Just how smart is Sony's AI?

Sony Europe teamed up with Italian energy company Envision to run “smart city” trials in Rome. When all the pieces of the three trials are connected, this project’s goal is to cut down on traffic gridlock, reduce pollution, keep pedestrians safe, and also avoid overcrowding on Rome’s public busses. How will it work? Let’s take a look. 

The trials revolve around Sony’s IMX500 image sensors, which the company says have artificial intelligence processing functionality baked in. That, Sony is quick to say, means the images captured never leave those sensors, thus alleviating possible privacy concerns. It’s unclear how possible it might be for unscrupulous actors to access and retrieve data from those sensors, but since we’re not AIApart, we’ll let someone else explore that avenue.  

At any rate, Envision is using these sensors to run three separate trials. One will monitor open parking spaces in real time, and will then notify drivers via a smartphone app where open parking spots exist. This should theoretically cut down on the time drivers spend searching fruitlessly for open parking spaces.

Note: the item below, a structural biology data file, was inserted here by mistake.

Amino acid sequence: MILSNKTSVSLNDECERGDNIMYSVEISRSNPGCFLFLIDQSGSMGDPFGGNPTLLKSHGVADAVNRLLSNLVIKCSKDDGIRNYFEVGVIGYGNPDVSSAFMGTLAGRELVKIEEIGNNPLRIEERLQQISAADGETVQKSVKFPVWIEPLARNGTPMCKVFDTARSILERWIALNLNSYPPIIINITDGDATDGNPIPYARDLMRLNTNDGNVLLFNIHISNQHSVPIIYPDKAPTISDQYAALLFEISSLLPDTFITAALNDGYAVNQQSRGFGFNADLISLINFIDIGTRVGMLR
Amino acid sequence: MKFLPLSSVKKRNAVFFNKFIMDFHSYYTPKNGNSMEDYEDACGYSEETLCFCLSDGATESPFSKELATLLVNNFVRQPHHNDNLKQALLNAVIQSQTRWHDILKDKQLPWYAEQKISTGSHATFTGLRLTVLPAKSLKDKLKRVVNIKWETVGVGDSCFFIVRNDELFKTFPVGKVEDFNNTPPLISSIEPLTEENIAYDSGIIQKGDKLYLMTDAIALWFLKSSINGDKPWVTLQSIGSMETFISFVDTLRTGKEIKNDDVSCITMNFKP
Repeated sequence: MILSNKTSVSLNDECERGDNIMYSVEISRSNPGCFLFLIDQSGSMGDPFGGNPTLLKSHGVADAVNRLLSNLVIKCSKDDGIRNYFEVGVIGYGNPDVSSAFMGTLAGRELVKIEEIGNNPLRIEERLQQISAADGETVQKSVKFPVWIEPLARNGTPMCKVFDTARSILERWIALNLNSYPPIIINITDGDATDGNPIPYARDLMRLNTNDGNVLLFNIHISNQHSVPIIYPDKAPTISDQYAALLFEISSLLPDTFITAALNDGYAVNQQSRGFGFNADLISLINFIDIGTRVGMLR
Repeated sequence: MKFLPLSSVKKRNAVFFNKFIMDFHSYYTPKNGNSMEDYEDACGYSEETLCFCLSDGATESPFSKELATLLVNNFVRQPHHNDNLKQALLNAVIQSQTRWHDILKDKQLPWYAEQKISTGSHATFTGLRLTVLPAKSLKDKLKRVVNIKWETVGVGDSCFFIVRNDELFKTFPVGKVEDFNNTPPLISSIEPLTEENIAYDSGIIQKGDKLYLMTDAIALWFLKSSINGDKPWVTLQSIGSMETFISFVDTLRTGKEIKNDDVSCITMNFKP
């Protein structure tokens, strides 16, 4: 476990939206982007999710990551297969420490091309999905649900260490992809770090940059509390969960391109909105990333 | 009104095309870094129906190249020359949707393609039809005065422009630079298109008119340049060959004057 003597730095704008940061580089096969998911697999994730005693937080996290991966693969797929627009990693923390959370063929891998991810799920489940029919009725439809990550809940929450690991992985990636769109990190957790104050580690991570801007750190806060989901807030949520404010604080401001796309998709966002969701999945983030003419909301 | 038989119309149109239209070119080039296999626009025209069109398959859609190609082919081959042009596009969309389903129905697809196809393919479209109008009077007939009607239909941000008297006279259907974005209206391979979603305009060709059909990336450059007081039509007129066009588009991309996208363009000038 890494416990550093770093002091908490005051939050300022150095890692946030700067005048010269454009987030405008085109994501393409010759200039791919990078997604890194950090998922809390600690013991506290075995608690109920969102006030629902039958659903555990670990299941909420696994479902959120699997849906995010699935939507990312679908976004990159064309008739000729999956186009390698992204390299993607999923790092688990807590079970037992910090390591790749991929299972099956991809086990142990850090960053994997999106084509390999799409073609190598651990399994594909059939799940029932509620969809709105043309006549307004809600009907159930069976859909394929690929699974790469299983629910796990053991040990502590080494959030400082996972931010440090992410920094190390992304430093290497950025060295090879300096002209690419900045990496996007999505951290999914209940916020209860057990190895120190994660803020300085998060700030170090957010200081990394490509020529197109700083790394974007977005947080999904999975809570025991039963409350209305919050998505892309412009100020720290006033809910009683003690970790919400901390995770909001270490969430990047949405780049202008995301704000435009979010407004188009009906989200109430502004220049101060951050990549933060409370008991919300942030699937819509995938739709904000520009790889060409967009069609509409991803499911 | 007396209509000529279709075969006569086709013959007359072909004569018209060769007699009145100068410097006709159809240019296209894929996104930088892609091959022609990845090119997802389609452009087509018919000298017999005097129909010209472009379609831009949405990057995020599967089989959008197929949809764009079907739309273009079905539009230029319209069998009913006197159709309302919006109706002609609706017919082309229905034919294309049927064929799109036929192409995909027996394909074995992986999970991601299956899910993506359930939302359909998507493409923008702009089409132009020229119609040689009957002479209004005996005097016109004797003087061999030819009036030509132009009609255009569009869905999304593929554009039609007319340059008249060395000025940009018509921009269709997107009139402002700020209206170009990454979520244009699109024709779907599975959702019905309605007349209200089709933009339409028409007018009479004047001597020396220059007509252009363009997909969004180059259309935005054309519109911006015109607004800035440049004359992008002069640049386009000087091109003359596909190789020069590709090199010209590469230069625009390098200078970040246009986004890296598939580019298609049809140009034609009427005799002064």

Another trial will use these sensors in smart bus shelters which monitor how many people get on and off busses in real time. The data—not the images, but the head counts—will be relayed back to the public transit system, so bus scheduling can be more closely aligned with ridership. This way, the public transit system can hopefully avoid overcrowding. 

The final trial will be used to notify drivers when pedestrians are in crosswalks, and will activate low-latency smart lighting to more brightly illuminate the pedestrians so drivers can see them. The intention here, of course, is to help road traffic avoid crashing into pedestrians. 

Regarding the parking space trial, it’s unclear whether these sensors are attuned to motorcycles and scooters. If so, will they easily be able to differentiate between parking spaces that can fit those vehicles, which are much smaller than cars? Cars come in different sizes, as well, so will they also be monitoring to see the difference between, say, a Smart ForTwo and a Bentley Mulsanne? Also, since distracted driving and riding is a serious problem, will the smartphone app give an audio alert to notify drivers and/or riders when a parking space is found, like your GPS giving you audio turn-by-turn instructions?  

In any case, these trials are set to begin sometime in June, 2021. It’s unclear how long they’re intended to run, but it will be interesting to see the results. Hopefully, at least some of these questions will be answered when results are published in the future. 

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